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origin or crop and pick other fruits and delivery this to food banks or shelters to people who need them. >> i'm here with nang wong hello nang. >> hello. >> i need to understand house this gleaning work. >> we come and harvest like for example, we'll come over here this is the lemon and plug it like this. >> (laughter). >> made that good, good and ease. >> the trick is how not to hurt the branches. >> like the thing. >> i'm so excited about this. the people are so passionate
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about where the food goes to the private property owners give us the food they're happy that no of a t is going to waste >> oh. thank you. thank you. again job aura natural >> (laughter). >> from backyards to back lots let's take a look at the food and community bonding at the free farm. >> my idea was to start growing food and giving it away. and getting my neighbors to who had space and having a kind of event that brings people together not to run our food program this time around but to
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share the wealth of the abundance of our welfare. we were all divorce and as part of our philosophy of working together and working together. >> what's the most rewarding aspect of volunteering for the free farm stand. >> well, we could is a generalic satisfaction but something about giving food away it's giving something i brought that in and sort it and gave it to you it's primitive to be able to give something some basically to someone else. >> now serving number to 49 come on down. >> we have the capability of producing this food and in san francisco you can grow food all year round so the idea we're
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capable of prougdz food in our own backyards we're here to demonstrate an bans of food and i think that giving it away for free we show individuals it in have to be a comedy. >> we build time together and it's the strength of any ideas of the connections we'll turn that connection and the more connections you make no mistake about it the more you can have a stronger power and not have to rely on money that's the people power. >> in this episode we've seen the urban farms and gardens provide more in fruits and
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vegetation people can have the special produce available it can be a place to give back by donating food to others and teach our children the connection to the earth and environment it's truly
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>> just a few steps away from union square is a quiet corner stone of san francisco's our community to the meridian gallery has a 20-year history of supporting visual arts. experimental music concert, and also readings. >> give us this day our daily bread at least three times a day. and lead us not into temptation to often on weekdays. [laughter] >> meridians' stands apart from the commercial galleries around union square, and it is because of their core mission, to increase social, philosophical, and spiritual change my isolated individuals and communities. >> it gives a statement, the
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idea that a significant art of any kind, in any discipline, creates change. >> it is philosophy that attracted david linger to mount a show at meridian. >> you want to feel like your work this summer that it can do some good. i felt like at meridian, it could do some good. we did not even talk about price until the day before the show. of course, meridian needs to support itself and support the community. but that was not the first consideration, so that made me very happy. >> his work is printed porcelain. he transfers images onto and spoils the surface a fragile shes of clay. each one, only one-tenth of an inch thick. >> it took about two years to get it down. i would say i lose 30% of the pieces that i made. something happens to them. they cracked, the break during the process. it is very complex. they fall apart. but it is worth it to me.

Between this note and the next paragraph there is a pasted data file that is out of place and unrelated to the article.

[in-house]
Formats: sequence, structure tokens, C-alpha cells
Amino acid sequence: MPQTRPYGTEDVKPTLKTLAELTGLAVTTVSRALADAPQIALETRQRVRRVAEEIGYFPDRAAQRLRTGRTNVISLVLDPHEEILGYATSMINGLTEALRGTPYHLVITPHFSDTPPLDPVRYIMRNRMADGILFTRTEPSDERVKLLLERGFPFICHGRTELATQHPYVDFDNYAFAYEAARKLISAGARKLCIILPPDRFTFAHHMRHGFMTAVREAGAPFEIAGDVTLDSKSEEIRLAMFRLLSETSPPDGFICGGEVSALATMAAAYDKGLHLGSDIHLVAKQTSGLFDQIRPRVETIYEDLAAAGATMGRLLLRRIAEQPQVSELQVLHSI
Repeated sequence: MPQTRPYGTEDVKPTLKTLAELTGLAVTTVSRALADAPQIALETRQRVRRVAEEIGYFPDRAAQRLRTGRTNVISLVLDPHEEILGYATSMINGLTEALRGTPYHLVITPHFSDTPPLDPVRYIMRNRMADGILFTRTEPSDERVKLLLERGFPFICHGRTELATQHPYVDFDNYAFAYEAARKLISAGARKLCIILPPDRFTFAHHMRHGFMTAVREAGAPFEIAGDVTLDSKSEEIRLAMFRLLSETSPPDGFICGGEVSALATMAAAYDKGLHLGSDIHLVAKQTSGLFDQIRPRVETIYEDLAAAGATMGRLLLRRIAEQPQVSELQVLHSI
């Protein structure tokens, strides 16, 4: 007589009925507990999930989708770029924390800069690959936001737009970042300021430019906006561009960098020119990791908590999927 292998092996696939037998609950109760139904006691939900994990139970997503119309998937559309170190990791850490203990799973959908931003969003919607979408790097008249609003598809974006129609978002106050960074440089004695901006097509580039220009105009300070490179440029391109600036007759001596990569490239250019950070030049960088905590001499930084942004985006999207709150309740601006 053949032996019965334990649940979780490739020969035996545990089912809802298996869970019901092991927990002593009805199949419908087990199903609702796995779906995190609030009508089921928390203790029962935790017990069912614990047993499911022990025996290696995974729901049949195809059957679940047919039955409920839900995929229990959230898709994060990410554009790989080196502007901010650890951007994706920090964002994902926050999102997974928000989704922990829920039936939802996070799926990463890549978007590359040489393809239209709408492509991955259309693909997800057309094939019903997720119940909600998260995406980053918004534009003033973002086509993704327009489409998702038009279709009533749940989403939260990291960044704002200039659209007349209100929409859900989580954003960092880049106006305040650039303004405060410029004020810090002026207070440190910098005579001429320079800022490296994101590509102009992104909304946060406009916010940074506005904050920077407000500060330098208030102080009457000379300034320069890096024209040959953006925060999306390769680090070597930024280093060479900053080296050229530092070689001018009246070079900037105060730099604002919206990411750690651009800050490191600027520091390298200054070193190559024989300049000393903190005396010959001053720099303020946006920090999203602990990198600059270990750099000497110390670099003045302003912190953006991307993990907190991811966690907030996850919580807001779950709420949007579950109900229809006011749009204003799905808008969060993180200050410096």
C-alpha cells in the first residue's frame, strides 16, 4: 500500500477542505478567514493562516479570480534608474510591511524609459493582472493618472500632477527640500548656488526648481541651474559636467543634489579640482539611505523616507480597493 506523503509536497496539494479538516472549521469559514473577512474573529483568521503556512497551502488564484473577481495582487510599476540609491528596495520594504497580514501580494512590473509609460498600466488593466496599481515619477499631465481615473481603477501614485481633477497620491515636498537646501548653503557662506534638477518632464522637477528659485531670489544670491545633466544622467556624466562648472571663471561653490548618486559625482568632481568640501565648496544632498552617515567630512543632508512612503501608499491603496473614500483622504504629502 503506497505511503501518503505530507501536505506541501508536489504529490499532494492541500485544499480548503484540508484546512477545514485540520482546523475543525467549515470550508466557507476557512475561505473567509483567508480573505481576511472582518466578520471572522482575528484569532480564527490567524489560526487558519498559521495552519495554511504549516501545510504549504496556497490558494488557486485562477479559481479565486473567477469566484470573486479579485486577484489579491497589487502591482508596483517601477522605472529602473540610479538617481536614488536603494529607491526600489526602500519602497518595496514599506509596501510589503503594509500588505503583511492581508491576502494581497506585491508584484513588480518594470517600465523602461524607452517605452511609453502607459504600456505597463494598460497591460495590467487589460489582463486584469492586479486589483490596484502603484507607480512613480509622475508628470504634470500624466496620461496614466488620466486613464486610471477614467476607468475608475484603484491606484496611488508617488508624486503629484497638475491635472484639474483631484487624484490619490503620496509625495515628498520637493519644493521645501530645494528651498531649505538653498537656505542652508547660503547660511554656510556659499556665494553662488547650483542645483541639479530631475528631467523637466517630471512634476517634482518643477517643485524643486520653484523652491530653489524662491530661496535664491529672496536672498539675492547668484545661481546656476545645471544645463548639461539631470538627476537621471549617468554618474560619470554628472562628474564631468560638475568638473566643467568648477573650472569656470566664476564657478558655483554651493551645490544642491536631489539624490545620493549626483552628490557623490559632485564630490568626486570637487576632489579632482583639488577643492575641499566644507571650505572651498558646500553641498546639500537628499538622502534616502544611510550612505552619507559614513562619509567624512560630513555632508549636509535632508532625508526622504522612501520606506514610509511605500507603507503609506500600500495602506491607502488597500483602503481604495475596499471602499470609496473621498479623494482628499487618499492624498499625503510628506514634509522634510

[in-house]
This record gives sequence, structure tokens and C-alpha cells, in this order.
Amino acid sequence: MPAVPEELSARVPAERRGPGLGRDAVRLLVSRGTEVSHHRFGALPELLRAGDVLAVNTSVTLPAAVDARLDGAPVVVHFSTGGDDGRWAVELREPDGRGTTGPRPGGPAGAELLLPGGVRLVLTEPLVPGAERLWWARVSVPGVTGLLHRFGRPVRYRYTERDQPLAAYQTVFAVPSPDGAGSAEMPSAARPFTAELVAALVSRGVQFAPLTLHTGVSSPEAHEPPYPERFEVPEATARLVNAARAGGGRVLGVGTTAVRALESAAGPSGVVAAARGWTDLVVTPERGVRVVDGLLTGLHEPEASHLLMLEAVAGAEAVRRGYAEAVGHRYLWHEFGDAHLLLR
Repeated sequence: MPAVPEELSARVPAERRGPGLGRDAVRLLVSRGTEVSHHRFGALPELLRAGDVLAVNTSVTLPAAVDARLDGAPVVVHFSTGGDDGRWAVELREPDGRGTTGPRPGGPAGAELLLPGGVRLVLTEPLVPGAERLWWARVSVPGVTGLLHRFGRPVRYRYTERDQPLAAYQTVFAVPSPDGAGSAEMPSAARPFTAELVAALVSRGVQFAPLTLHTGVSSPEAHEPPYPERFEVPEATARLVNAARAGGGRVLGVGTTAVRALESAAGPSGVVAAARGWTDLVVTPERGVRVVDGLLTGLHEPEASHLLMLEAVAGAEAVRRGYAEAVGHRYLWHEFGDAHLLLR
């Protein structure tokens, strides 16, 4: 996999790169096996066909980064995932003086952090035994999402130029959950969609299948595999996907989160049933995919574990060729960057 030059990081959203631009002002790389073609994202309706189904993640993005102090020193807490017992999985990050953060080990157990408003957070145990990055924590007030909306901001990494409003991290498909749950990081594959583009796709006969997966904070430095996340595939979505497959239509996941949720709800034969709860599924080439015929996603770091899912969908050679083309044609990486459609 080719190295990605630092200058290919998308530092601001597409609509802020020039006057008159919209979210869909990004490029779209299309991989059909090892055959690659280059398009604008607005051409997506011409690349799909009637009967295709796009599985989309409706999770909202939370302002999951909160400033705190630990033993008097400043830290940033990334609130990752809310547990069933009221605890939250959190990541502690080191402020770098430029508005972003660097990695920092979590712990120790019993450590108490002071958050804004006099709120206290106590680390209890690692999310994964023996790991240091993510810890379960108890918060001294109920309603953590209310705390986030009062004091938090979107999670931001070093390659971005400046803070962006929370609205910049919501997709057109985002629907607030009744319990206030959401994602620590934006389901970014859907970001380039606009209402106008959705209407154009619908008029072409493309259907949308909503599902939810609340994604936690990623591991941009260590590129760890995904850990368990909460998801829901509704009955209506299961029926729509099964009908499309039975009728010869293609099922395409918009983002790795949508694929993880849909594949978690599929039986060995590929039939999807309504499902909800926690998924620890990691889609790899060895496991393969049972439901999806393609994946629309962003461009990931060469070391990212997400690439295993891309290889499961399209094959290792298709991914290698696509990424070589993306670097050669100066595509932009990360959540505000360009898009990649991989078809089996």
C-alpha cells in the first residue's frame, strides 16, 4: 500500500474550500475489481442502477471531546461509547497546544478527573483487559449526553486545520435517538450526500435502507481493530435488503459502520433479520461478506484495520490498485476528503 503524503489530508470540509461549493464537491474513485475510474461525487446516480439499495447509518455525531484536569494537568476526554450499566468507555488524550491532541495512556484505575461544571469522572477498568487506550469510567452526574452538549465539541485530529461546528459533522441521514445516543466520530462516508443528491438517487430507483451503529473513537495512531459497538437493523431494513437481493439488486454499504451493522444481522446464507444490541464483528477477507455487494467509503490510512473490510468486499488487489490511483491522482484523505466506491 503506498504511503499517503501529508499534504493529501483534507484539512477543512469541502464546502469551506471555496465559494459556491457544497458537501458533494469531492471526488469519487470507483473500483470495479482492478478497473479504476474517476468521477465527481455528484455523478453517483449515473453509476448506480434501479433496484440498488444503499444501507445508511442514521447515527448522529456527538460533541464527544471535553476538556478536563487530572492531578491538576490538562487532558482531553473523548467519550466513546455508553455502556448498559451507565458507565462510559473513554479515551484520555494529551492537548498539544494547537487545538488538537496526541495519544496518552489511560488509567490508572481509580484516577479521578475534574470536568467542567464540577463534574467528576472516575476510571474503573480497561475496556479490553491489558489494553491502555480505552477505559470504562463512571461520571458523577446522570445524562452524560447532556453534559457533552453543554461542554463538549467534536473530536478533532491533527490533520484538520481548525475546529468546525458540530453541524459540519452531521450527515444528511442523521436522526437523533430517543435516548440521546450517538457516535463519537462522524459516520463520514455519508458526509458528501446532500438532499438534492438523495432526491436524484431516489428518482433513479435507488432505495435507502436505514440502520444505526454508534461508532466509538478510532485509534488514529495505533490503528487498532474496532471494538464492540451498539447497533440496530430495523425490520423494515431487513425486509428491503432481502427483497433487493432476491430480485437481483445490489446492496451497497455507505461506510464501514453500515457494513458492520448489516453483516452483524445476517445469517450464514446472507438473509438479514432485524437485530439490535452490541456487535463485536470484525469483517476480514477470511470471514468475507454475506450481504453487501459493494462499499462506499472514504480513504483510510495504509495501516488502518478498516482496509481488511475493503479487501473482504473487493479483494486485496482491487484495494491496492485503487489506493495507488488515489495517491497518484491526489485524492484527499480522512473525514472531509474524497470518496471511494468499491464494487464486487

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there are photographs i took 1 hours 99 the former soviet union. these are blown up to a gigantic images. they lose resolution. i do not mind that, because my images are about the images, but they're also about the idea, which is why there is text all over the entire surface. >> marie in moved into the mansion on powell street just five years ago. its galleries are housed in one of the very rare single family residences around union square. for the 100th anniversary of the mansion, meridian hosted a series of special events, including a world premiere reading by lawrence ferlinghetti. >> the birth of an american corporate fascism, the next to last free states radio, the next-to-last independent newspaper raising hell, the
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next-to-last independent bookstore with a mind of its own, the next to last leftie looking for obama nirvana. [laughter] the first day of the wall street occupation set forth upon this continent a new revolutionary nation. [applause] >> in addition to its own programming as -- of artist talks, meridian has been a downtown host for san francisco states well-known port trees center. recent luminaries have included david meltzer, steve dixon, and jack hirsch man. >> you can black as out of the press, blog and arrest us, tear gas, mace, and shoot us, as we know very well, you will, but this time we're not turning back.
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we know you are finished. desperate, near the end. hysterical in your flabbergastlyness. amen. >> after the readings, the crowd headed to a reception upstairs by wandering through the other gallery rooms in the historic home. the third floor is not usually reserved for just parties, however. it is the stage for live performances. ♪ under the guidance of musical curators, these three, meridian has maintained a strong commitment to new music, compositions that are innovative, experimental, and sometimes challenging. sound art is an artistic and